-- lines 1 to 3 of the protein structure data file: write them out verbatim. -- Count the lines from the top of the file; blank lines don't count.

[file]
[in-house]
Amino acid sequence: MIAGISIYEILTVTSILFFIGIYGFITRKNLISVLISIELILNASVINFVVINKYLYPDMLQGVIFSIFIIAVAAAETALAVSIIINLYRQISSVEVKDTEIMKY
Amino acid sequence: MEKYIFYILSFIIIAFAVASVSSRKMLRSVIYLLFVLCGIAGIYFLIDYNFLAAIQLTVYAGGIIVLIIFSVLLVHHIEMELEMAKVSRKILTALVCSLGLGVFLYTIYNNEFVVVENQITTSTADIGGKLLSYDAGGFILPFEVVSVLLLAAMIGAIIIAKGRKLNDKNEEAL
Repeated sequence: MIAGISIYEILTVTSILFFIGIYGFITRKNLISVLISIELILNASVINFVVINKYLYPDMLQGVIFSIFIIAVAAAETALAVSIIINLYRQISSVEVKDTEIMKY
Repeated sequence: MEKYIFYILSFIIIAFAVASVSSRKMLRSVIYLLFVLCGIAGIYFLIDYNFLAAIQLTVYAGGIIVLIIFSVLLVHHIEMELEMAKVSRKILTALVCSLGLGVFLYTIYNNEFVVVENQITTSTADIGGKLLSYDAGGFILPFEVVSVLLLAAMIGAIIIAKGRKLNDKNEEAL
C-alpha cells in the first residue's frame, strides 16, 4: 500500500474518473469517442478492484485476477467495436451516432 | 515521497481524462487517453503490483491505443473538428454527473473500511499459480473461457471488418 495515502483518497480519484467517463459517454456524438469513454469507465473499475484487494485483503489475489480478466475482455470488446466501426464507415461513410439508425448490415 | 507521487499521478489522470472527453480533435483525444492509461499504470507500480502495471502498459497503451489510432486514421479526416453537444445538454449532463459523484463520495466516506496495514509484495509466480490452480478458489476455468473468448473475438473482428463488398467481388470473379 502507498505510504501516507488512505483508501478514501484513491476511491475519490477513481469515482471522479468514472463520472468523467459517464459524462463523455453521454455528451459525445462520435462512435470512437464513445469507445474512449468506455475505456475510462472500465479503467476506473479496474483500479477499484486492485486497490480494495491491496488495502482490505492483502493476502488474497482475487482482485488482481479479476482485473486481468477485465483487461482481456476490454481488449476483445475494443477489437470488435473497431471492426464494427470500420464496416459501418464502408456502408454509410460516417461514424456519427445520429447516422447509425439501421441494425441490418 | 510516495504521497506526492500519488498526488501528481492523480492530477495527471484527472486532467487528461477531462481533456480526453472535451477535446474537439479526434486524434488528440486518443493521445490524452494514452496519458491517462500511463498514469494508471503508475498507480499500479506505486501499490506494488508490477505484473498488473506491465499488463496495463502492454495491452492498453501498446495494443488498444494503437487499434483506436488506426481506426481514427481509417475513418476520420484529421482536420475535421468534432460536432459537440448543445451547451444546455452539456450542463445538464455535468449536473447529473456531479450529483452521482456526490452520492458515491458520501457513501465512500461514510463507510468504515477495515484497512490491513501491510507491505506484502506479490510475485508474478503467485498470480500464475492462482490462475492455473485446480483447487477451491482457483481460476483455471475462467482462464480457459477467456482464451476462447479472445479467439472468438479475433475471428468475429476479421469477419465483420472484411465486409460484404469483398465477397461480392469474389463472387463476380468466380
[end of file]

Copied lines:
[in-house]
Amino acid sequence: MIAGISIYEILTVTSILFFIGIYGFITRKNLISVLISIELILNASVINFVVINKYLYPDMLQGVIFSIFIIAVAAAETALAVSIIINLYRQISSVEVKDTEIMKY
Amino acid sequence: MEKYIFYILSFIIIAFAVASVSSRKMLRSVIYLLFVLCGIAGIYFLIDYNFLAAIQLTVYAGGIIVLIIFSVLLVHHIEMELEMAKVSRKILTALVCSLGLGVFLYTIYNNEFVVVENQITTSTADIGGKLLSYDAGGFILPFEVVSVLLLAAMIGAIIIAKGRKLNDKNEEAL